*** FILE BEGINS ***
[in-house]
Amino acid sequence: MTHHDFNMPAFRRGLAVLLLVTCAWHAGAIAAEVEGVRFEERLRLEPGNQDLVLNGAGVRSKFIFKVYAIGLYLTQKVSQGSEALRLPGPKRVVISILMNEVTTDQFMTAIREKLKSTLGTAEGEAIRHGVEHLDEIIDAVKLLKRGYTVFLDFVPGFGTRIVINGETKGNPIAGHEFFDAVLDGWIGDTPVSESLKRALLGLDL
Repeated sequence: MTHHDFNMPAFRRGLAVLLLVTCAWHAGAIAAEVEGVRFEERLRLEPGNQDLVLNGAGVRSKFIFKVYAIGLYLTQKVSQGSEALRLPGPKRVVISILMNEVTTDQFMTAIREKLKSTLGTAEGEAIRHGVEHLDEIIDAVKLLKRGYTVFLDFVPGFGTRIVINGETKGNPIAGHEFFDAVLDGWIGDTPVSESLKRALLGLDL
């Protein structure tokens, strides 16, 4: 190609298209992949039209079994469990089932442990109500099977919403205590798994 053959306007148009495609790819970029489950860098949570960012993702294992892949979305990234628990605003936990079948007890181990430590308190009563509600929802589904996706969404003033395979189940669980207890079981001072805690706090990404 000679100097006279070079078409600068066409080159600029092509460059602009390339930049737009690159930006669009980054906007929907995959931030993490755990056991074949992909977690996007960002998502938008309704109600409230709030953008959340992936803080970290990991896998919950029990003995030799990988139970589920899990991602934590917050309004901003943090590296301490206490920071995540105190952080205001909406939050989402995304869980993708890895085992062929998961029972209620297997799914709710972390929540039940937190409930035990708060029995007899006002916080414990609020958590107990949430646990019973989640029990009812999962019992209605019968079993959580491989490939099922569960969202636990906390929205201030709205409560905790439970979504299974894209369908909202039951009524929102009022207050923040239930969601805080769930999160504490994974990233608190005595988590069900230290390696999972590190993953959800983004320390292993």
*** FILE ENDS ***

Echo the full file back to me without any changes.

[in-house]
Amino acid sequence: MTHHDFNMPAFRRGLAVLLLVTCAWHAGAIAAEVEGVRFEERLRLEPGNQDLVLNGAGVRSKFIFKVYAIGLYLTQKVSQGSEALRLPGPKRVVISILMNEVTTDQFMTAIREKLKSTLGTAEGEAIRHGVEHLDEIIDAVKLLKRGYTVFLDFVPGFGTRIVINGETKGNPIAGHEFFDAVLDGWIGDTPVSESLKRALLGLDL
Repeated sequence: MTHHDFNMPAFRRGLAVLLLVTCAWHAGAIAAEVEGVRFEERLRLEPGNQDLVLNGAGVRSKFIFKVYAIGLYLTQKVSQGSEALRLPGPKRVVISILMNEVTTDQFMTAIREKLKSTLGTAEGEAIRHGVEHLDEIIDAVKLLKRGYTVFLDFVPGFGTRIVINGETKGNPIAGHEFFDAVLDGWIGDTPVSESLKRALLGLDL
């Protein structure tokens, strides 16, 4: 190609298209992949039209079994469990089932442990109500099977919403205590798994 053959306007148009495609790819970029489950860098949570960012993702294992892949979305990234628990605003936990079948007890181990430590308190009563509600929802589904996706969404003033395979189940669980207890079981001072805690706090990404 000679100097006279070079078409600068066409080159600029092509460059602009390339930049737009690159930006669009980054906007929907995959931030993490755990056991074949992909977690996007960002998502938008309704109600409230709030953008959340992936803080970290990991896998919950029990003995030799990988139970589920899990991602934590917050309004901003943090590296301490206490920071995540105190952080205001909406939050989402995304869980993708890895085992062929998961029972209620297997799914709710972390929540039940937190409930035990708060029995007899006002916080414990609020958590107990949430646990019973989640029990009812999962019992209605019968079993959580491989490939099922569960969202636990906390929205201030709205409560905790439970979504299974894209369908909202039951009524929102009022207050923040239930969601805080769930999160504490994974990233608190005595988590069900230290390696999972590190993953959800983004320390292993």